“It is good for a man not to marry” 1 Cor. 7:1–7. Paul frequently began by quoting what folks in Corinth had been saying. He did this here. And Paul agreed with the quote, insofar as it expressed his personal opinion. He did not agree that it expressed his official teaching (cf. v. 7). We need to be as careful as Paul in making this distinction. It’s one thing to tell someone, “Here’s what I think best.” It’s another entirely to say, “Here’s what all Christians must think or feel or do.” We shouldn’t impose our personal preferences on others. And we shouldn’t let others con us into believing their preferences are binding on us. “The husband should fulfill his marital duty to his wife, and likewise the wife to her husband” 1 Cor. 7:2–5. The Bible identifies three functions of sex in marriage. Sex is a means of procreation of children, and the seal of marital intimacy (Gen. 2). And sex meets a legitimate human need. It isn’t “spiritual” to dislike sex. It isn’t “spiritual” to have celibate marriages. What’s spiritual is to realize that as a husband you are privileged not only to love your wife, but also to be God’s gift to meet her sexual as well as other needs. What is spiritual is to realize that as a wife you are privileged not only to love your husband, but are also privileged to be God’s gift to meet his sexual as well as other needs. If you want a spiritually intimate marriage, giving your body gladly and lovingly to your partner plays an important part. “It is better to marry than to burn with passion” 1 Cor. 7:6–9. Paul was not a supporter of the “anti-sex” clique in Corinth. While he himself had gladly chosen the celibate life, he realized that “each man has his own gift from God.” Today we recognize that hormones play a key role in the sexual drive of both men and women. Some, in Paul’s terms, “burn.” And some do not. Don’t make the mistake of viewing one condition as better, or more spiritual, than the other. Paul didn’t. The structure of our bodies, including the heat our hormones generate, is part of our gift from God. So don’t look down on those whose physical nature is different from your own. And don’t envy them, either. “I give this command (not I, but the Lord)” 1 Cor. 7:10–11. Paul spoke very bluntly when he shifted from giving personal advice to passing on Christ’s command. Those folks who thought of sex as dirty and wrong, and were proceeding to divorce their spouses for “spiritual” reasons, must stop! Immediately after stating a wife “must not,” Paul added an “if she does” condition. Why? Quite likely because some in Corinth, in their eagerness to do what they thought God wanted, had already obtained divorces! Now Paul told them to remain single or be reunited with their spouses, and live together as man and wife. There are valid reasons for divorce and separation (cf. Matt. 19:9). But there are no frivolous reasons for divorce. God’s goal is a real marriage, that lasts a lifetime. “The unbelieving husband has been sanctified through his wife” 1 Cor. 7:12–15. The next question the Corinthians were sure to ask was, “What about those of us married to non-Christians? How can we have a ‘spiritual’ relationship with an unbeliever?” Paul’s answer was surprising. When just one partner is a believer, the family is “set apart” to God through His relationship with the believing person. This is no guarantee that spouse or children will be converted. It is a guarantee that God’s power flows from the believer, rather than Satan’s power flowing from the unbeliever. The Christian radiates Christ, and all within the circle of his or her influence are affected by the divine magnetism. Rather than break contact by divorce, the Christian who already has an unsaved spouse who is willing to stay married to him or her should seek to deepen the relationship, not break it. Let Christ touch your spouse and your children through you. “If the unbeliever leaves” 1 Cor. 7:15–16. Sometimes a person can’t help a divorce. Are we still bound to a relationship our spouse has abandoned? Paul’s reassuring answer was, “A believing man or woman is not bound in such circumstances” (v. 15). I’ve just contributed to an InterVarsity Press book that presents four views on divorce. There may be no more hotly argued question in many churches. There certainly is no issue that causes greater pain and anguish for anyone personally affected. It seems to me that Paul here takes a stand with grace. When a marriage simply cannot be maintained, and the relationship has in effect ended, let it go. The believer is “not bound” in such circumstances. He or she is unmarried in fact, and thus free. In debates of this kind, where strong arguments exist for various interpretations of the biblical text, it’s generally best to find yourself on the side of grace. That’s where God usually is. “Retain the place in life that the Lord assigned” 1 Cor. 7:17–24. Paul summed up his teaching with a general principle that is applicable to many different situations. Did God call you as a married person? Then stay married. Were you a slave? Then don’t feel you have to be free, though you can take the opportunity for freedom if it comes. A tremendously exciting concept underlies this principle. God can use us wherever, and whomever, we may be! You don’t have to be free to be spiritually significant. You don’t have to be married. Or celibate. The chances are that God can and will use you just where you are. So don’t fall into that awful “if only” trap. If only I were a college grad, we think, God could use me. If only I had a million dollars. If only I’d gone on to seminary. If only I didn’t have a wife and 11 kids. The devil loves to have us play “if only.” It keeps our eyes on fantasy, and off reality. If we open our eyes to what’s around us, we might be used by God where we are. “What I mean, brothers, is that the time is short” 1 Cor. 7:25–35. Paul applied his “retain place” principle to marrieds and singles. But he also made an important point. It’s so easy to get caught up by concern for the welfare of a spouse. It’s so easy that we may become “engrossed in” the things of this world, in our attempt to make a better life for him or her. We should love our husband or wife. But we Christians most of all should put God first—together.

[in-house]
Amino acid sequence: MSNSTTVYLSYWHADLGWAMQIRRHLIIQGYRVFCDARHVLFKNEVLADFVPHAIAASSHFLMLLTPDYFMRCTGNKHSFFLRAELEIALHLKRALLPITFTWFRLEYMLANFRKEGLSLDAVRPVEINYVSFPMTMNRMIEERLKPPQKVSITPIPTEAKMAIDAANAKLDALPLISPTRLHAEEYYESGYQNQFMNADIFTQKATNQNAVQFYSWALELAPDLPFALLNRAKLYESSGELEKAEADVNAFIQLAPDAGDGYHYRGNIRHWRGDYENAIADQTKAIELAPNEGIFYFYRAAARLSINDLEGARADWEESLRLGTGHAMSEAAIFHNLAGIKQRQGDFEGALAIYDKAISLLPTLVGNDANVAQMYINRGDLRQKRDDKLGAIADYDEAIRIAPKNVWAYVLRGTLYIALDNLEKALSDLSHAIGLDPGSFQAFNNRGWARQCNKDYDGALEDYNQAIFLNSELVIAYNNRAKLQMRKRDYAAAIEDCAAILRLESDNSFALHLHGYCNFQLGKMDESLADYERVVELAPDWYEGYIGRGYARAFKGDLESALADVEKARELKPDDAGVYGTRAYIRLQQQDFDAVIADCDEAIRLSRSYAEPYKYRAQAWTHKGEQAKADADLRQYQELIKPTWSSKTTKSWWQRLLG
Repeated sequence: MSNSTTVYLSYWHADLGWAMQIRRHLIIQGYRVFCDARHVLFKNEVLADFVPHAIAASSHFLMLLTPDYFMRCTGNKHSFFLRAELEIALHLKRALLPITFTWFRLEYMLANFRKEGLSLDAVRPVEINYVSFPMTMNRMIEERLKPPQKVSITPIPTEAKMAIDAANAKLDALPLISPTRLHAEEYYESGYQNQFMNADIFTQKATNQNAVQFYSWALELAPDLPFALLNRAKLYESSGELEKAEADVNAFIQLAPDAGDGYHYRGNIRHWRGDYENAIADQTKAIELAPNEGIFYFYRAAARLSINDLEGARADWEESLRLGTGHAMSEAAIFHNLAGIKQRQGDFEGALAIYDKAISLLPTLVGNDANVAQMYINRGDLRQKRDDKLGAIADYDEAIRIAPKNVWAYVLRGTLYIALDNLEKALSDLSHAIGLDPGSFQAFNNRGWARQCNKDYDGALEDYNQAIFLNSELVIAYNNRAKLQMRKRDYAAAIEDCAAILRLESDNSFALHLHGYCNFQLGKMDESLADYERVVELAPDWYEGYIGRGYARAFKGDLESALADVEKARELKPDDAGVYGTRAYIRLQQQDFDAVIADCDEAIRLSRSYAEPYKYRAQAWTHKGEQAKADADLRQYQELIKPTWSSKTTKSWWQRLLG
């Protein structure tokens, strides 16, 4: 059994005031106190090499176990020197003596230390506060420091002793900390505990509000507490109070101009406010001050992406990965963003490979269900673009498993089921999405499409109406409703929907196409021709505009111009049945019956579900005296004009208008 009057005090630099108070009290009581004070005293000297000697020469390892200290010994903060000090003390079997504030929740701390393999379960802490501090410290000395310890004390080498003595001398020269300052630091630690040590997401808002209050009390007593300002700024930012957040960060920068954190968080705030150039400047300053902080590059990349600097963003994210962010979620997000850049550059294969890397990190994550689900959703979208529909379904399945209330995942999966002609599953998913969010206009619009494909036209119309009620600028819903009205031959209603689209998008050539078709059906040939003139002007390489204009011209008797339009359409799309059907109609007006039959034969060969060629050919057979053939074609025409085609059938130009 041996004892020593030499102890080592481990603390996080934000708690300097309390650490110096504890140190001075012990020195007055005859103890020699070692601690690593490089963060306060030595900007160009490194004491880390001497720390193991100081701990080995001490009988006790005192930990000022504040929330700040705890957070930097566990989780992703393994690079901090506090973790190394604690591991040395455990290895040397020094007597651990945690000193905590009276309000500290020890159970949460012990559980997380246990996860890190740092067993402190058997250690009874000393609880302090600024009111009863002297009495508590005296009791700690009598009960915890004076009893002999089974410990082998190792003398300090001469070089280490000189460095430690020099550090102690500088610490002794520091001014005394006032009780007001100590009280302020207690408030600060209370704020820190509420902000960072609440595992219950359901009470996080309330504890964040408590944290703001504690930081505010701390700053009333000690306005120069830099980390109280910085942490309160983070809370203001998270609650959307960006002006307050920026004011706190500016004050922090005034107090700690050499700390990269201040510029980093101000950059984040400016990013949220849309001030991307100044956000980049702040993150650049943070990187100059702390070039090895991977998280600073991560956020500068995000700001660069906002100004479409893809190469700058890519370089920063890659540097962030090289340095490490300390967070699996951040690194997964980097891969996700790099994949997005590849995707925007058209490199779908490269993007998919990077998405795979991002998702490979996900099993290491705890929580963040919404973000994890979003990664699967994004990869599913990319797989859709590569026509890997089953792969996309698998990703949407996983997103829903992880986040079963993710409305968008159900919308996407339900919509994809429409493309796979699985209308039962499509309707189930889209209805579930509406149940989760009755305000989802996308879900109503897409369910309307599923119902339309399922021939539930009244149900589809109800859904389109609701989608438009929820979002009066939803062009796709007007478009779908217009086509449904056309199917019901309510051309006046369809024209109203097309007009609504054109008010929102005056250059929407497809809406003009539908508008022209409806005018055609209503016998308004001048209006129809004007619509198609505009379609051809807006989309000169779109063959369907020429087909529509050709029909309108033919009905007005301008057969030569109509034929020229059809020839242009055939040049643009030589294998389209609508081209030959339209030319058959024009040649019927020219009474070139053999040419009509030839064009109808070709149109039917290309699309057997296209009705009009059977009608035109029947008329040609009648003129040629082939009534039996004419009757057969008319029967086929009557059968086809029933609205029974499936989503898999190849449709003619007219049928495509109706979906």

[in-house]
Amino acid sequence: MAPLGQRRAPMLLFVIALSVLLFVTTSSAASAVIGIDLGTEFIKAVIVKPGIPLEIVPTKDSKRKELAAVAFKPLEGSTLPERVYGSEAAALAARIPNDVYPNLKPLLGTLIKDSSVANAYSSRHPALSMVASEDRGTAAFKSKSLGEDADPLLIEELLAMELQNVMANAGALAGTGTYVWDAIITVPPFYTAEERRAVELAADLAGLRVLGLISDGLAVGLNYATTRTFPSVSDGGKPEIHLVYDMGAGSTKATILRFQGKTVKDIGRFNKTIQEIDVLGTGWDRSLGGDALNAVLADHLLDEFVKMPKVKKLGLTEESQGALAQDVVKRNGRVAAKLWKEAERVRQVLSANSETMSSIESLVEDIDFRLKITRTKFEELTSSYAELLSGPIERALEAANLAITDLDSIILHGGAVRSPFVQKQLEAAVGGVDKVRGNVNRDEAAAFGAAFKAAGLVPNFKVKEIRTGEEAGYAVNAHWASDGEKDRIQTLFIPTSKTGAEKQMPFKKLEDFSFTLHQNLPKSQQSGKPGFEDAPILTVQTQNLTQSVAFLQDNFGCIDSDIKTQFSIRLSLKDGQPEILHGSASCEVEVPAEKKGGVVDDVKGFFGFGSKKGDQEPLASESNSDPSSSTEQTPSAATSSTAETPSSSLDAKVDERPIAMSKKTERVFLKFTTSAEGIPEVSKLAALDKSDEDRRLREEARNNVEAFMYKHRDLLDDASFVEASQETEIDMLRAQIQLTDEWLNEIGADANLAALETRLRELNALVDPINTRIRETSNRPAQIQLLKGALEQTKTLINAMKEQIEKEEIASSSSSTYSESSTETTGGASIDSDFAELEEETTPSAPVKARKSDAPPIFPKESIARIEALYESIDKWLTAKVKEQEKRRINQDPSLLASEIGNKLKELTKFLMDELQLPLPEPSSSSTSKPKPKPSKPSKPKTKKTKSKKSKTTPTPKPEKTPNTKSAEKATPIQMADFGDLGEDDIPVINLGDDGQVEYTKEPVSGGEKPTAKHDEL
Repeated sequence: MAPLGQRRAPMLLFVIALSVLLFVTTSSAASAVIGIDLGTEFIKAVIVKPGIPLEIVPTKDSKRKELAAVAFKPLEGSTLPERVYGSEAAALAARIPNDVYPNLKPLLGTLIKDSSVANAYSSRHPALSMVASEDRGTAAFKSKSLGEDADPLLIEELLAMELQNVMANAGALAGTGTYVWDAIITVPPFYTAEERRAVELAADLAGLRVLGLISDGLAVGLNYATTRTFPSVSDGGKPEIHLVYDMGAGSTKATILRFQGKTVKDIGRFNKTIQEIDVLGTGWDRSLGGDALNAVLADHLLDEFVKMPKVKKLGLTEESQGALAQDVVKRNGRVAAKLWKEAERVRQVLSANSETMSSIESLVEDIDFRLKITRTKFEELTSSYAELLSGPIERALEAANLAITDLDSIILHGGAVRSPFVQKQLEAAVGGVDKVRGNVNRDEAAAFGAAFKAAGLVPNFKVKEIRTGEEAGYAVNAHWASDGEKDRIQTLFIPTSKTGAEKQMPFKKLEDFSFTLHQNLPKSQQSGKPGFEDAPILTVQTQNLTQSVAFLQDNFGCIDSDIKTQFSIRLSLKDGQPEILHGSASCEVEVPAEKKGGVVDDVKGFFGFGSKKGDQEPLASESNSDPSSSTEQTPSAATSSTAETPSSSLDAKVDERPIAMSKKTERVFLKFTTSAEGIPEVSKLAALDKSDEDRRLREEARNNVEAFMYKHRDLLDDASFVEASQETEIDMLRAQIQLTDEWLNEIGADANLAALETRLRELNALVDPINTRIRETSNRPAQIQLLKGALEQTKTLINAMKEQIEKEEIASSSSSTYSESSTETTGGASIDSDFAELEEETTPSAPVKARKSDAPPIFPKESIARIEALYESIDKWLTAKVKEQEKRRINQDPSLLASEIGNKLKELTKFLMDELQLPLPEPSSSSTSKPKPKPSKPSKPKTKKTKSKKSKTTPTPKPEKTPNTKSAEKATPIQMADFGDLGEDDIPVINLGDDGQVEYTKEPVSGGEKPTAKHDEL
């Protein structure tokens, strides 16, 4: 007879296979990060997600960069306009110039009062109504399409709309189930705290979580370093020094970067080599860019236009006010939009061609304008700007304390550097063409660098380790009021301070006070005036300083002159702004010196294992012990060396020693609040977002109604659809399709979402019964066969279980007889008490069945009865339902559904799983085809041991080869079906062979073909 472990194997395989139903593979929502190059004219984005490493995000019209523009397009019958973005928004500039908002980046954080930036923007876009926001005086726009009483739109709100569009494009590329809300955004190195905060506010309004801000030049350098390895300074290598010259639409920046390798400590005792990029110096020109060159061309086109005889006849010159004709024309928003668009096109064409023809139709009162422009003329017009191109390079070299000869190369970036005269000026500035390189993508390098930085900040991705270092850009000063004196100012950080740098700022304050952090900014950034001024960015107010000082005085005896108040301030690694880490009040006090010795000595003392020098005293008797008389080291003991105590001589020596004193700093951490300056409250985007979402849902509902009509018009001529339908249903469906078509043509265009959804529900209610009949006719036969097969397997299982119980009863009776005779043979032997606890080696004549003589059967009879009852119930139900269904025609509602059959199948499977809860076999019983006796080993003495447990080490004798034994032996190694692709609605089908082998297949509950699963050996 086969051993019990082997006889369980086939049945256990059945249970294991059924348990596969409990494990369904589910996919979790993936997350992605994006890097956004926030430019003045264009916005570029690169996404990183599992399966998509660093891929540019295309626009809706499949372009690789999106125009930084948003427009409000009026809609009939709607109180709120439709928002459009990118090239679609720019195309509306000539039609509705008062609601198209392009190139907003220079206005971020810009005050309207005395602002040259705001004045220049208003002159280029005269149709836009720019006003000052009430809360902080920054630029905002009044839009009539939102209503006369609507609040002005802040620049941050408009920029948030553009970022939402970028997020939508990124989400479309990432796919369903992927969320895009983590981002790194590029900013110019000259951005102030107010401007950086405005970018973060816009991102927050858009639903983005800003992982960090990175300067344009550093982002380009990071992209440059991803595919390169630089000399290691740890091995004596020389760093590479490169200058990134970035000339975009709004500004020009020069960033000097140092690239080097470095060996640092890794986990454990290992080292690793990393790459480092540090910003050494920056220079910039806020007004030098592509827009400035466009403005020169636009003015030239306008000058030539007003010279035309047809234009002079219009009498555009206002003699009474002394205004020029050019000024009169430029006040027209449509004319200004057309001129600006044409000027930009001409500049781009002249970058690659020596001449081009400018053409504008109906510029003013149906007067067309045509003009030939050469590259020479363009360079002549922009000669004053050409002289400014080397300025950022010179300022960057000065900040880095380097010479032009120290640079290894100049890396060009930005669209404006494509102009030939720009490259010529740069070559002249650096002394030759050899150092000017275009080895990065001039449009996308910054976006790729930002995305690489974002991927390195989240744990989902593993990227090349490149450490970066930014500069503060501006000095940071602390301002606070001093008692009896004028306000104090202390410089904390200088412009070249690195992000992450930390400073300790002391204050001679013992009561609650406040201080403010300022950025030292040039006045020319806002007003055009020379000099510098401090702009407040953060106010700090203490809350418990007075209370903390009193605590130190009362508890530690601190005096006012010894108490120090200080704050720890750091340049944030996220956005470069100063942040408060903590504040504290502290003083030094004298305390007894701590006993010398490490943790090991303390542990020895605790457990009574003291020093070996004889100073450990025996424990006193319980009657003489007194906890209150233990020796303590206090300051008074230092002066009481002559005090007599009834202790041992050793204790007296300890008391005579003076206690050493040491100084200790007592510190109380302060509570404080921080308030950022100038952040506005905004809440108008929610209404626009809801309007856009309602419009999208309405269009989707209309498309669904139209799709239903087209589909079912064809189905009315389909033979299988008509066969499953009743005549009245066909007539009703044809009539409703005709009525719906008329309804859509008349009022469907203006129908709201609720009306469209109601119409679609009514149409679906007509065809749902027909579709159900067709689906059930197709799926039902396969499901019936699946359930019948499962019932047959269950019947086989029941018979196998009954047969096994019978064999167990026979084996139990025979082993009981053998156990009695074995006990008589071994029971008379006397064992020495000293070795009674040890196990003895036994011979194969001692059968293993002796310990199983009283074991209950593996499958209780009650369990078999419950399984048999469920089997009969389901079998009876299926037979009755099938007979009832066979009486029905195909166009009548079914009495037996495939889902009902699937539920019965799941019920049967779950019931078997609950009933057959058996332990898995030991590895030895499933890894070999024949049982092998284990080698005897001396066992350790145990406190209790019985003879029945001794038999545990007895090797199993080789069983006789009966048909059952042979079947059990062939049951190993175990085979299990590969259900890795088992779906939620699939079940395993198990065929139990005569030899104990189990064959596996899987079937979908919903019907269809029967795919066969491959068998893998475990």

Undivided Devotion(1 Cor. 7:25–40)